Ron Clarke, a member of Canada Coalition for Veterans who has been campaigning against the closure of Veterans Affairs offices, made the appeal Wednesday during a Parliament Hill news conference.
It may put those in uniform in an awkward position, but Clarke says they need a government sensitive to veterans and their needs.
"We need a government that looks after our veterans," he said.
The plea is just the latest move in what is a major rift in the veterans community, one that has the potential of undermining the coalition's aim of galvanizing votes against the Conservatives.
Last week, a group of outspoken veterans advocates announced that six organizations had formed a coalition that would, at a minimum, boycott government announcements and photo-ops.
The coalition says a low-key approach to confronting the government has not worked and spokesman Mike Blais says the Royal Canadian Legion seems satisfied with current disability awards for the most severely wounded troops.
Soldiers injured in combat are eligible for a one-time, lump-sum payment for non-economic loss that ranges up to $350,000.
"The Legion believes $350,000 is OK and the consultation group they have formed believes that's OK. We do not," said Blais, who is president of Canadian Veterans Advocacy. "We have done extensive consultation with those who have suffered the consequences of war in Afghanistan. I have spoken to memorial cross mothers and those who are suffering."
Blais argues — as does a group of Afghan veterans in a lawsuit against the federal government — that the old system of pensions for life was more generous than the new veterans charter, introduced by the Liberals, but fully embraced by the Harper government in 2006.
Scott Ferris, a spokesman for the Legion, denies his organization is satisfied with the charter and points to a national letter-writing campaign that was started in late October, calling on members to buttonhole their MPs and demand change.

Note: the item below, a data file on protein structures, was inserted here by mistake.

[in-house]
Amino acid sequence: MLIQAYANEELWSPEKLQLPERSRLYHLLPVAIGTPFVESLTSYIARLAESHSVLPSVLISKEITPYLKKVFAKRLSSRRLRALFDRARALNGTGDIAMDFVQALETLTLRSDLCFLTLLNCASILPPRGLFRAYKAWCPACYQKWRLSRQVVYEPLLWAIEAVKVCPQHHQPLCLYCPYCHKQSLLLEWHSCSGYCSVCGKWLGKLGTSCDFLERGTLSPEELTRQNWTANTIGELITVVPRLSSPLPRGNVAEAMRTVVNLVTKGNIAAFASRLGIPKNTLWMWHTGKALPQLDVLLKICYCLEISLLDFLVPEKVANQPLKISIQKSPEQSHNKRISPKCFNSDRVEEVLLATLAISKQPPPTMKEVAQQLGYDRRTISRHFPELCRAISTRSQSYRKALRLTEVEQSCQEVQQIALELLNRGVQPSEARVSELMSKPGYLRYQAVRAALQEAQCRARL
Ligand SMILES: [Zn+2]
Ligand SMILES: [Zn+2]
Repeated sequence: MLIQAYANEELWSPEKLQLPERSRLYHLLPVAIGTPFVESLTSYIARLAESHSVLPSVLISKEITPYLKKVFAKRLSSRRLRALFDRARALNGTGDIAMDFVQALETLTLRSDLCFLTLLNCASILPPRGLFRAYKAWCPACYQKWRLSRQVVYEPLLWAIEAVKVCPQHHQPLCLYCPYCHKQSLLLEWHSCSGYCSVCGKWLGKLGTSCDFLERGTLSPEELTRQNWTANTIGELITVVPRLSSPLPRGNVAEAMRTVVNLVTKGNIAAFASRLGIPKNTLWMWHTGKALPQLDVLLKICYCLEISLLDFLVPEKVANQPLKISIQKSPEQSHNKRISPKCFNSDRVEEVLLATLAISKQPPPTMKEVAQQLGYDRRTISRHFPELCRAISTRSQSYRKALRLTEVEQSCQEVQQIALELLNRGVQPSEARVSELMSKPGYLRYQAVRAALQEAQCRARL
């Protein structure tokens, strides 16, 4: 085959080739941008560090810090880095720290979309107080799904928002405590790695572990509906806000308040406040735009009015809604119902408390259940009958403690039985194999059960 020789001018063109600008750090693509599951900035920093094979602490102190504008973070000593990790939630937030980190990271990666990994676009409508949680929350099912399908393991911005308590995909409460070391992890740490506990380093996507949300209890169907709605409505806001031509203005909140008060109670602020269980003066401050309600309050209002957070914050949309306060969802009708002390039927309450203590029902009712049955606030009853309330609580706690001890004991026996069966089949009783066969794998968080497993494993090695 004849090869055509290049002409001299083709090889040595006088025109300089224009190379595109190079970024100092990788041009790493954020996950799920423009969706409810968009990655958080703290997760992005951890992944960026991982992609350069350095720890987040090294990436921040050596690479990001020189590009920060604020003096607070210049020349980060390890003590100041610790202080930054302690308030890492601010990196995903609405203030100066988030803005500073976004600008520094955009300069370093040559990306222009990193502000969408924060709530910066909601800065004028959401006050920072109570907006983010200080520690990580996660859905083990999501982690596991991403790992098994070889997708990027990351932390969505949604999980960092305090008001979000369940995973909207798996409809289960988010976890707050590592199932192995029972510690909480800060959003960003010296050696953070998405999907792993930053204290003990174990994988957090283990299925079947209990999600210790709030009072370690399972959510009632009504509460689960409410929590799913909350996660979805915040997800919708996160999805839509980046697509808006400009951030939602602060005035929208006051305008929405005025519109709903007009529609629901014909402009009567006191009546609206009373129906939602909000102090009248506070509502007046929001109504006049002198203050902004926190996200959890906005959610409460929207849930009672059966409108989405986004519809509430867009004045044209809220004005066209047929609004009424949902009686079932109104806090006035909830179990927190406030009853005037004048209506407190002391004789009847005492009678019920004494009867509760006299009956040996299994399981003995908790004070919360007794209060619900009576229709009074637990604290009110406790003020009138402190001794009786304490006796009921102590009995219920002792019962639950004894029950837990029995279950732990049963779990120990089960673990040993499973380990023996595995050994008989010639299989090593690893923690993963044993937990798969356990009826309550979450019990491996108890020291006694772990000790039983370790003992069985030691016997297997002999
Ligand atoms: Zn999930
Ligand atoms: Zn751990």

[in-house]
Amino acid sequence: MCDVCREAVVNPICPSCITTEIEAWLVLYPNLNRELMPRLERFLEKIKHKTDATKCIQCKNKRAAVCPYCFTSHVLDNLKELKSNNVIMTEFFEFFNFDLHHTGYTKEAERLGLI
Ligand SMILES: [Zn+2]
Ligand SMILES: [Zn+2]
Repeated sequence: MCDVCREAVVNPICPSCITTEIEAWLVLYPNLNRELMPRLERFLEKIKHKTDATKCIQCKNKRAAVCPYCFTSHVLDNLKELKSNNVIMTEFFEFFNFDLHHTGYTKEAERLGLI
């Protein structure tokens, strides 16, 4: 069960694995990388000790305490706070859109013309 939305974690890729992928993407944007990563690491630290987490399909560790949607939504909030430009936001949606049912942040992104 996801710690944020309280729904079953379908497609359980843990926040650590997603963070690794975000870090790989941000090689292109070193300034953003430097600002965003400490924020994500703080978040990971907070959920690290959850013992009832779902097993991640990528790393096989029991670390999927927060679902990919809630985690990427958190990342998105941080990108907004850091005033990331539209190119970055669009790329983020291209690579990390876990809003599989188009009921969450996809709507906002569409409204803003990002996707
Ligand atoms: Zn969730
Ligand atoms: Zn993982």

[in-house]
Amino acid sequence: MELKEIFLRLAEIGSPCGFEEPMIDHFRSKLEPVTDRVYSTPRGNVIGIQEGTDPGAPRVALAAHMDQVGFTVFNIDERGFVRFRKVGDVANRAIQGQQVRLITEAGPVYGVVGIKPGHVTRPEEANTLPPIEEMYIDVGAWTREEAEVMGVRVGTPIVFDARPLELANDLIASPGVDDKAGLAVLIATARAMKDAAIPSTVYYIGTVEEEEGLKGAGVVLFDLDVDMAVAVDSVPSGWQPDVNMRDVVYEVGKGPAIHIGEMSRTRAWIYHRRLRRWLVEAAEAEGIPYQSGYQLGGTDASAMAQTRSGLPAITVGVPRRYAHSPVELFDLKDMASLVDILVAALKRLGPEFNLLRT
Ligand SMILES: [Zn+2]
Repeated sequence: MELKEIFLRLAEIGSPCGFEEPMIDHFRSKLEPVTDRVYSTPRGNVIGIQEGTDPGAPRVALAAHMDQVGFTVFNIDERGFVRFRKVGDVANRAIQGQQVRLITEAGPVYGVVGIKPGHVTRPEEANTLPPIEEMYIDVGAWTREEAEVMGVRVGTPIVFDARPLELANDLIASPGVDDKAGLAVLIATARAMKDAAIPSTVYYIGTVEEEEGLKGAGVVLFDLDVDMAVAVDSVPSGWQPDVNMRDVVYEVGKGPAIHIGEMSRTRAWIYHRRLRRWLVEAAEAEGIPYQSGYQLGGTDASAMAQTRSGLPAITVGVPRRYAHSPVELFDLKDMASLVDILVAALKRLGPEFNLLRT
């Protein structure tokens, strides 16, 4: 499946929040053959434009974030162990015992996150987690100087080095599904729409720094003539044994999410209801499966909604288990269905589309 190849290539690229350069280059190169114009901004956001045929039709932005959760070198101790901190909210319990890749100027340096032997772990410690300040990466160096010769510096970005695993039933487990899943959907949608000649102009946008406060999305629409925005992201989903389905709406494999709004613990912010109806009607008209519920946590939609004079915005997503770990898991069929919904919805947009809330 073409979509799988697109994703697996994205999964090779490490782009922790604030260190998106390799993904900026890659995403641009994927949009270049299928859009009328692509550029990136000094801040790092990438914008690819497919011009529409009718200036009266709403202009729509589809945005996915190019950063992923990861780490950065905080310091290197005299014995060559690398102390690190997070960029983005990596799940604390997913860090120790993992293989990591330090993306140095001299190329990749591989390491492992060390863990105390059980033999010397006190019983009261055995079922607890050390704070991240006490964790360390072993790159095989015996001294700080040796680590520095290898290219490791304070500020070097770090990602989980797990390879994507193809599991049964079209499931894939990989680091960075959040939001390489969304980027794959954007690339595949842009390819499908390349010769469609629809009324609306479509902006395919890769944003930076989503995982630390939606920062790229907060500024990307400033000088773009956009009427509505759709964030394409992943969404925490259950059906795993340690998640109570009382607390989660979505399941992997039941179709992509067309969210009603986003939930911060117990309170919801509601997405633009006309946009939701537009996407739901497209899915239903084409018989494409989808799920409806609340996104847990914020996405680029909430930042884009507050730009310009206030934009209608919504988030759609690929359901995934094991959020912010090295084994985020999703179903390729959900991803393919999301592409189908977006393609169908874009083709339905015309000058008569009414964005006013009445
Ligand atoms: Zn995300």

He also denied the Legion is happy with the current lump-sum benefits, saying it supports an increase to the level of civilian court awards, which statistics suggest are more than one-third higher than what soldiers receive for lost limbs and pain and suffering.
Veterans receive a host of other income support that in theory would match what an individual received under the old system, but Blais said it's a false narrative.
"Our men and women served in harm's way. We cannot compare their sacrifice to a workplace injury," he said.
The infighting is counterproductive, Ferris said.
"It is regrettable that there is this difference of opinion emerging, because the Legion fully believes that all veterans organizations have the same goal," he said. "We all want the highest level of care and benefits for those who've served."
A spokeswoman for Veterans Affairs Minister Julian Fantino noted that a House of Commons committee concluded in a report last June that the majority of veterans are "well served" by the system.
The all-party veterans committee unanimously endorsed a series of recommendations, but opposition parties pulled their support in September when the government's response failed to live up to expectations.
Even still, spokeswoman Ashlee Smith says "minister Fantino is committed to closing gaps."
Once the election is called, Clarke said, he intends to drive across the country to each of the nine districts where Veterans Affairs closed offices last winter to rally opposition to the Conservatives.
He calls it the "ABC Campaign"— the Anything But Conservative. It's a nod to former Conservative Newfoundland premier Danny Williams, who in 2008 launched his own ABC campaign against the Harper government over a broken equalization promise.
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